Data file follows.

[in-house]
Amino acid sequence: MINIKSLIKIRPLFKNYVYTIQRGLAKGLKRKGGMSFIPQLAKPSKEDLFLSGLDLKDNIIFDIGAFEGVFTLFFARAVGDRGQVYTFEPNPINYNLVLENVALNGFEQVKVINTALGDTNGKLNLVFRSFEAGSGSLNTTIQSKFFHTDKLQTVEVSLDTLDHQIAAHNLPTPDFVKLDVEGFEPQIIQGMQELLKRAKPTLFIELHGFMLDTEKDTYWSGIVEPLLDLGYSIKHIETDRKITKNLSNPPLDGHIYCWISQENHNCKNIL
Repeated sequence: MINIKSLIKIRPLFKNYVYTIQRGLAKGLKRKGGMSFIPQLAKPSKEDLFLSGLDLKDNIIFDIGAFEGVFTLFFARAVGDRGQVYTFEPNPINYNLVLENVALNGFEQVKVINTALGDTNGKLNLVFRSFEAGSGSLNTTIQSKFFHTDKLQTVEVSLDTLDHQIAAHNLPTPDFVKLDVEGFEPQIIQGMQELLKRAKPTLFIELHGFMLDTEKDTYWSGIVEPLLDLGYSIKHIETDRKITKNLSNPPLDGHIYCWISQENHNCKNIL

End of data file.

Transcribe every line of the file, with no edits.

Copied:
[in-house]
Amino acid sequence: MINIKSLIKIRPLFKNYVYTIQRGLAKGLKRKGGMSFIPQLAKPSKEDLFLSGLDLKDNIIFDIGAFEGVFTLFFARAVGDRGQVYTFEPNPINYNLVLENVALNGFEQVKVINTALGDTNGKLNLVFRSFEAGSGSLNTTIQSKFFHTDKLQTVEVSLDTLDHQIAAHNLPTPDFVKLDVEGFEPQIIQGMQELLKRAKPTLFIELHGFMLDTEKDTYWSGIVEPLLDLGYSIKHIETDRKITKNLSNPPLDGHIYCWISQENHNCKNIL
Repeated sequence: MINIKSLIKIRPLFKNYVYTIQRGLAKGLKRKGGMSFIPQLAKPSKEDLFLSGLDLKDNIIFDIGAFEGVFTLFFARAVGDRGQVYTFEPNPINYNLVLENVALNGFEQVKVINTALGDTNGKLNLVFRSFEAGSGSLNTTIQSKFFHTDKLQTVEVSLDTLDHQIAAHNLPTPDFVKLDVEGFEPQIIQGMQELLKRAKPTLFIELHGFMLDTEKDTYWSGIVEPLLDLGYSIKHIETDRKITKNLSNPPLDGHIYCWISQENHNCKNIL